Game Designer

I’ve added being a game designer to my long list of hobbies. This activity combines many of my interests- gaming, art, mathematics, and creation. Im still just getting started with this, but first game has been printed through the game self publishing outfit Gamecrafter.

Check out my first game blog here:

The Stones of Fate

http://stonesoffate.wordpress.com/

Gas Prices Falling ahead of the Presidential Election?

So we may be in for a gasoline price plummet. Will Barrack Obama be credited? Does the president sit there at his desk and wiggle the gas price lever and watch what happens?

Republican strategists, advice for you: Blame Obama for not keeping the price of gas stable. Get on FOX and say how you would have been fine with high gas prices. Say that the real problem is market instability. Then somehow claim that the instability results from TOO MUCH government interference in a market that’s actually far too global and unregulated to impact significantly by government action.

Will Obama get an easy ride to reelection if prices do drop significantly? Perhaps. Whatever the case is, We need to double down on economics education for the general public, because the electorate seems clueless about the true complexity of economics issues.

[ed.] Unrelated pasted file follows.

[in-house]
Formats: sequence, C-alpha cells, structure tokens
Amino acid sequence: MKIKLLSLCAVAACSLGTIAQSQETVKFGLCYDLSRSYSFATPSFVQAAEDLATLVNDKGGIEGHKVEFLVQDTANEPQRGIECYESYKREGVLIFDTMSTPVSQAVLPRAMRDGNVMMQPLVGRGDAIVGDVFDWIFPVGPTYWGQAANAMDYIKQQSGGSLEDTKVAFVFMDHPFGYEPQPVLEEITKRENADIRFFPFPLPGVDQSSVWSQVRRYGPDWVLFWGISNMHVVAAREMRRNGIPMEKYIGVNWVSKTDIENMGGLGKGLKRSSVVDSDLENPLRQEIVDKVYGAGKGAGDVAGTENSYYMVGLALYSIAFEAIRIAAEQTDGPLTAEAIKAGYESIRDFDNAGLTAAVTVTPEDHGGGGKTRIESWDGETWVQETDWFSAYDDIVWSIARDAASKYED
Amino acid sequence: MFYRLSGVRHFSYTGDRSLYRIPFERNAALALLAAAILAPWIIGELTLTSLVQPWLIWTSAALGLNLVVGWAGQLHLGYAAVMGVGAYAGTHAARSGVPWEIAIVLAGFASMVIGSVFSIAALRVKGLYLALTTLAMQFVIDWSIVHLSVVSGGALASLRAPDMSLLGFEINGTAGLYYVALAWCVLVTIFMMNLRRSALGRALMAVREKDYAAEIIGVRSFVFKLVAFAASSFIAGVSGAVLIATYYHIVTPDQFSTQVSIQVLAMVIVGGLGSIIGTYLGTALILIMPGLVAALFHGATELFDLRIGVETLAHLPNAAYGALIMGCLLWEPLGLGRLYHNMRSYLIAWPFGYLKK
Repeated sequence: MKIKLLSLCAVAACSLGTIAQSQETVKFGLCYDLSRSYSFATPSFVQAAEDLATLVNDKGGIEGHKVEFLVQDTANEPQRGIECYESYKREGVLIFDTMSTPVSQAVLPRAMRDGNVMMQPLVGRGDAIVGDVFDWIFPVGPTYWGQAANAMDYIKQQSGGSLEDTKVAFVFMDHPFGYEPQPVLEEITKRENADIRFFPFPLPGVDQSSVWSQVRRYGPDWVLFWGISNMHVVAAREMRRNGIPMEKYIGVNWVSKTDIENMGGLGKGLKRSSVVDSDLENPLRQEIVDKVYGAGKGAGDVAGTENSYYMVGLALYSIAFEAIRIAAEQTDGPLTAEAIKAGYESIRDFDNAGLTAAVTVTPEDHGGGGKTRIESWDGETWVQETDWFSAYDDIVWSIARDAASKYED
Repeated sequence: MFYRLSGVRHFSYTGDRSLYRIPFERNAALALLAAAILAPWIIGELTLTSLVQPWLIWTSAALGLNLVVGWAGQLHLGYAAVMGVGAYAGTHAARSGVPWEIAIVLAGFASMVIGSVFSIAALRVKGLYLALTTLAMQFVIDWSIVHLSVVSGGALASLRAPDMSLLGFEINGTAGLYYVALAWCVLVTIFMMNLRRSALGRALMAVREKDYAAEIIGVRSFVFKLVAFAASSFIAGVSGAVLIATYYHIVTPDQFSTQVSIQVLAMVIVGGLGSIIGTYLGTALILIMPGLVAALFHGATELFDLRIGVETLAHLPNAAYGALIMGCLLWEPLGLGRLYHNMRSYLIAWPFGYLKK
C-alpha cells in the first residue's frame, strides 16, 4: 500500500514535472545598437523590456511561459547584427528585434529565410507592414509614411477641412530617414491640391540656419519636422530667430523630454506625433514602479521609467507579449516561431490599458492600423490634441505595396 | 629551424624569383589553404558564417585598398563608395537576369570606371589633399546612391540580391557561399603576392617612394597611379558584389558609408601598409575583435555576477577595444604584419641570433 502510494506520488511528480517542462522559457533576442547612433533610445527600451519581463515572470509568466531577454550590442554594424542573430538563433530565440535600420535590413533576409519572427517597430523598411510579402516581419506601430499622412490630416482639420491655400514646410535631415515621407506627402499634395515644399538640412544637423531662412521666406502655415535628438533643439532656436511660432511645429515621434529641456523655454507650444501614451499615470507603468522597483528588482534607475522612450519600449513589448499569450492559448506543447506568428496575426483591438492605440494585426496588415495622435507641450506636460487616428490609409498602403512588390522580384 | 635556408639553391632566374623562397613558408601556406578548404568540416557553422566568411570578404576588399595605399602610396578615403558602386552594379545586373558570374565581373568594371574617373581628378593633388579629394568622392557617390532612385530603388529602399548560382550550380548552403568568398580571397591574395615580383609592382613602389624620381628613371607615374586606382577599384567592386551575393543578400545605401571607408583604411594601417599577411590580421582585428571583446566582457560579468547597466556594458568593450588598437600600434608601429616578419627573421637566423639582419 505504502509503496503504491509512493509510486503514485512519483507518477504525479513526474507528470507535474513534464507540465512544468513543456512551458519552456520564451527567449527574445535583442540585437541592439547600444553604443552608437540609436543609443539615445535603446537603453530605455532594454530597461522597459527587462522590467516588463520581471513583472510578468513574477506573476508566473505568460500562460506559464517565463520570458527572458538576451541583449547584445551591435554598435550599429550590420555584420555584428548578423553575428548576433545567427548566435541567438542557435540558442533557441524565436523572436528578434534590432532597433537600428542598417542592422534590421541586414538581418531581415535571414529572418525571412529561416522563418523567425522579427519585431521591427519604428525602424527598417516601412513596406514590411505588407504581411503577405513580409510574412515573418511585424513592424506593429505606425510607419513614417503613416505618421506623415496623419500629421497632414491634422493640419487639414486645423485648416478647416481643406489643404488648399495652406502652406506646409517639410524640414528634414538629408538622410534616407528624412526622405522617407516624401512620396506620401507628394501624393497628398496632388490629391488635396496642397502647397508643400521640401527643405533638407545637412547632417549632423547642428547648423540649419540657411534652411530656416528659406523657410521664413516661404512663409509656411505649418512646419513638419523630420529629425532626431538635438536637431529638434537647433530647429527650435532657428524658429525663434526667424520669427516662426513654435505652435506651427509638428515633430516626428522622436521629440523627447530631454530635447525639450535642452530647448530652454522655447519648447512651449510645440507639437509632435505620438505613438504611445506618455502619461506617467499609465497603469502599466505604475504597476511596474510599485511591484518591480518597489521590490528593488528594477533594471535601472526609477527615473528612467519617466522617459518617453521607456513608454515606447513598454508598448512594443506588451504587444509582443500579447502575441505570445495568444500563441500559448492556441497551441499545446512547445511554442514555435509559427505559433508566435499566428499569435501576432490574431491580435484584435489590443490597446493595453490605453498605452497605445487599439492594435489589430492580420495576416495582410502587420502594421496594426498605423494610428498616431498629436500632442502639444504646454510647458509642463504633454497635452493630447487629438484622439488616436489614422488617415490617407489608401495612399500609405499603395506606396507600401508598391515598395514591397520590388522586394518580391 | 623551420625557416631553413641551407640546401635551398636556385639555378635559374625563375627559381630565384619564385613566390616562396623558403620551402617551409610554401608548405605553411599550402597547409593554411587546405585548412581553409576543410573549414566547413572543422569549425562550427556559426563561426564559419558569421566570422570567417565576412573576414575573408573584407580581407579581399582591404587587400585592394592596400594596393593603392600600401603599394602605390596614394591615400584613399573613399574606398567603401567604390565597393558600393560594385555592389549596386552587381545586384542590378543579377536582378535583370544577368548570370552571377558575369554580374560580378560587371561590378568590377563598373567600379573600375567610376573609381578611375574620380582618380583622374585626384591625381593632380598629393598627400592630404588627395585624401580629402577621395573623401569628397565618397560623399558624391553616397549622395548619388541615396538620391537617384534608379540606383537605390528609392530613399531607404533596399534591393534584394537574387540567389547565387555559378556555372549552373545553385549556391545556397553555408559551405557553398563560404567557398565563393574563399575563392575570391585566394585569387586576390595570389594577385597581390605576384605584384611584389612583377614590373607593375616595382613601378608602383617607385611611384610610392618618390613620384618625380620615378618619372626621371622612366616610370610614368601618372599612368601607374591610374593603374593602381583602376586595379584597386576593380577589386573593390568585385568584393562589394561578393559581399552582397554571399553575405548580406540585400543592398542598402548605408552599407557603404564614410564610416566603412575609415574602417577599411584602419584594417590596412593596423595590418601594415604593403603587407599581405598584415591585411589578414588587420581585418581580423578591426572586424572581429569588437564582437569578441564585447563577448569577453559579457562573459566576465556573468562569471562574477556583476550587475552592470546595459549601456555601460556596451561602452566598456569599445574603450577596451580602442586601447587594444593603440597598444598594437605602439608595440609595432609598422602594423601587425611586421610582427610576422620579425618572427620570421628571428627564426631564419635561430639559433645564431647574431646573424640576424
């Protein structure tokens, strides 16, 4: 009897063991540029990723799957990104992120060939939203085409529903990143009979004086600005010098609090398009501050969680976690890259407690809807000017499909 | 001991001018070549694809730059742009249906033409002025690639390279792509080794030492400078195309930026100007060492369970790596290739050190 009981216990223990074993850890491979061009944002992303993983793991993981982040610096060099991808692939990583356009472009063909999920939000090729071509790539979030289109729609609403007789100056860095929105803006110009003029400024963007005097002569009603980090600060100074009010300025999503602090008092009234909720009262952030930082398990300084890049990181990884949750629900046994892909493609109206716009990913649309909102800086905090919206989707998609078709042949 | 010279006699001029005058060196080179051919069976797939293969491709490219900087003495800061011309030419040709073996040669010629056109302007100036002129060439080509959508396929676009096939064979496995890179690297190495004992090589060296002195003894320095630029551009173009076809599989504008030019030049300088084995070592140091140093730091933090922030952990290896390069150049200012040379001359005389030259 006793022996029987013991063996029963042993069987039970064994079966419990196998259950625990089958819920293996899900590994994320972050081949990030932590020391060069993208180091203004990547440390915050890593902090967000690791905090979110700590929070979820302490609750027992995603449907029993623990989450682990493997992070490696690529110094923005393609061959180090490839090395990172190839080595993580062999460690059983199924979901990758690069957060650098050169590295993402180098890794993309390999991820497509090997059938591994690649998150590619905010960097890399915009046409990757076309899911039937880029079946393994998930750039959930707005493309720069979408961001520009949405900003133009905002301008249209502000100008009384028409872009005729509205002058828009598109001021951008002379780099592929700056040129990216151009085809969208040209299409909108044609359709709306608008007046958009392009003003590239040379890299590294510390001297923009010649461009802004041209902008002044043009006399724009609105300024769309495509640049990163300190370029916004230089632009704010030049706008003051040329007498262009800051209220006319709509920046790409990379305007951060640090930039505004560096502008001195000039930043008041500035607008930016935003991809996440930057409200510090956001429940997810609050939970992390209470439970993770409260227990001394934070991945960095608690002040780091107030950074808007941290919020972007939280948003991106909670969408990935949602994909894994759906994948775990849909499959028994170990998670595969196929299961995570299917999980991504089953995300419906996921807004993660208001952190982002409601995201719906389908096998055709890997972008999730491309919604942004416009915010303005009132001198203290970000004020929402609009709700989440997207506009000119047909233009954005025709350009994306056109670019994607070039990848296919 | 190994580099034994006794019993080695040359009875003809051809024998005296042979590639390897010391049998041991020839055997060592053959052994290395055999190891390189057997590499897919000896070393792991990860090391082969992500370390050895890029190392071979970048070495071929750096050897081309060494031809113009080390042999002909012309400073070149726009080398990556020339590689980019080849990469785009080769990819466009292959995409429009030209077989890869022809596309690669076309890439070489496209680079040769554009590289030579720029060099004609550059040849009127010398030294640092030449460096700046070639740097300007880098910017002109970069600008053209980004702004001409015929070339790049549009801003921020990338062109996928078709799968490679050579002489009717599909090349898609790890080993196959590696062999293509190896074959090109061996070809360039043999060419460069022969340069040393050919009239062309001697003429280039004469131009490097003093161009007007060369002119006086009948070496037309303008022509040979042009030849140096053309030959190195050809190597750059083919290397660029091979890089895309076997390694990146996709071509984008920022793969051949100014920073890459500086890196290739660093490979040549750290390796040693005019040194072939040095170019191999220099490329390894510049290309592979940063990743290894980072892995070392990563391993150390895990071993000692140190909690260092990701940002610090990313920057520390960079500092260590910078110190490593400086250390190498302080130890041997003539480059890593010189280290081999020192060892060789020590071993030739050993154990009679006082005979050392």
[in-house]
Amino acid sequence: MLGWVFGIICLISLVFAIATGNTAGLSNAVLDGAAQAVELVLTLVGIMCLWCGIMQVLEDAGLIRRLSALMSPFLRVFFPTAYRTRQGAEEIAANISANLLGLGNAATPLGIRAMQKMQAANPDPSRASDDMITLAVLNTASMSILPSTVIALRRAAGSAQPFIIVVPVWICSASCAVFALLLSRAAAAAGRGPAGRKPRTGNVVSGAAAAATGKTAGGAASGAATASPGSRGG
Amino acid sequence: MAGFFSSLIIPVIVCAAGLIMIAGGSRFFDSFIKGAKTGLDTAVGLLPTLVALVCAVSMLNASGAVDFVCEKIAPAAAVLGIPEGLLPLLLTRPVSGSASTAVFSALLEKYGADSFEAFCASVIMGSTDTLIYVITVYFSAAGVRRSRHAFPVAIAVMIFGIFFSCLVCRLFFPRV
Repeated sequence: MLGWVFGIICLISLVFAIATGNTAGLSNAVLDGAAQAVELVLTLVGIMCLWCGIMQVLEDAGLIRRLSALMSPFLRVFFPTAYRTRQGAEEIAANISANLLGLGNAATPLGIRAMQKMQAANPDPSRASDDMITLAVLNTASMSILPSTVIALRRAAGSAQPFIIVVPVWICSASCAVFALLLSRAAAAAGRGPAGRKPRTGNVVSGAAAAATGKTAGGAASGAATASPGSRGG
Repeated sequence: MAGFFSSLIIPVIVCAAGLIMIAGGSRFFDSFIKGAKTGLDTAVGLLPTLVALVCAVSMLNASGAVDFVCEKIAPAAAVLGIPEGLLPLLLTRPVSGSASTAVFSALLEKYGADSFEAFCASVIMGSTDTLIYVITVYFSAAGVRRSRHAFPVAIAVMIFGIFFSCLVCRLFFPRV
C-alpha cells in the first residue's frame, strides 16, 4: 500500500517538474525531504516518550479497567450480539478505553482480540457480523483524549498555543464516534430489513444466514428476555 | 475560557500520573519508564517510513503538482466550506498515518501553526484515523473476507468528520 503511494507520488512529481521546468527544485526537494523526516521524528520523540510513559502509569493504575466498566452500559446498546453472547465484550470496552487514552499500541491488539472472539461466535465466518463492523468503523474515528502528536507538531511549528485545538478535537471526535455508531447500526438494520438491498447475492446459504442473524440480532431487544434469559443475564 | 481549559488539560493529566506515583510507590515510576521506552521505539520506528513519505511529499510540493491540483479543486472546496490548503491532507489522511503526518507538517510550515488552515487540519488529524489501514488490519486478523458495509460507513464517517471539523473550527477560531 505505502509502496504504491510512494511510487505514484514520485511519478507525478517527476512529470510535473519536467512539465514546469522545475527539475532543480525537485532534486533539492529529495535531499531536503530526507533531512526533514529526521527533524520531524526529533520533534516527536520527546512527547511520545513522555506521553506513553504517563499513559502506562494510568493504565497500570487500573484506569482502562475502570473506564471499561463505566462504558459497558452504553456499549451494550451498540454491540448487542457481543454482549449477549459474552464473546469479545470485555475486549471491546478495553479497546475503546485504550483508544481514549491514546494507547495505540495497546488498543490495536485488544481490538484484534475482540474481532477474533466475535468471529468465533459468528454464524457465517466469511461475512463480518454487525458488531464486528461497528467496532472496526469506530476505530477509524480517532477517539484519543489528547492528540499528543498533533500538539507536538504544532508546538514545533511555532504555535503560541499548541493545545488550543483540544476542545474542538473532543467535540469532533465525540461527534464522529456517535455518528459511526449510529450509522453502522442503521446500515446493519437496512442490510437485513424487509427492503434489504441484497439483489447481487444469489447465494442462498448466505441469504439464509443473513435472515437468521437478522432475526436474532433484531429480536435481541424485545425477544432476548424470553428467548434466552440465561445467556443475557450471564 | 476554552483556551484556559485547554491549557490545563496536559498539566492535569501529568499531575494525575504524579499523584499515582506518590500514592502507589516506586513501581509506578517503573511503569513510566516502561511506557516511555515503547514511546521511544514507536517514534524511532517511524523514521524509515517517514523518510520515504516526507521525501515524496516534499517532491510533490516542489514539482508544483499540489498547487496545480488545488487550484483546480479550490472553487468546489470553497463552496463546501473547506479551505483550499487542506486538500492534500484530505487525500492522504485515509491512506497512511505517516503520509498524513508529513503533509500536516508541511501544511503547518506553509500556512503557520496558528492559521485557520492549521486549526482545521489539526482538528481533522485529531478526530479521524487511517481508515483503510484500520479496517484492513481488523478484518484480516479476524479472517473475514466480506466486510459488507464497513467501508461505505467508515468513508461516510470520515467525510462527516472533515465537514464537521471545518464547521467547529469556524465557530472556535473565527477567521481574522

The Economy and Education- Inextricably Tied

Hello world,

I’ve been away from blogging for a while.

Education funding is suffering mightily in the current economic downturn- as tax dollars drop, so goes education. This is not inevitable. Repeatedly, liberals have attempted to structure education funding mechanisms that were not so acutely tied to revenues. Their efforts are consistently thwarted at every level by conservatives who attempt avoid funding public schools.

The compromise that is inevitably reached in this power struggle is that school funding is inextricably tied to variable and fragile funding streams that vary with fluctuations in the economy, and variations in tax rates. Consequently, when taxes are cut, schools also suffer.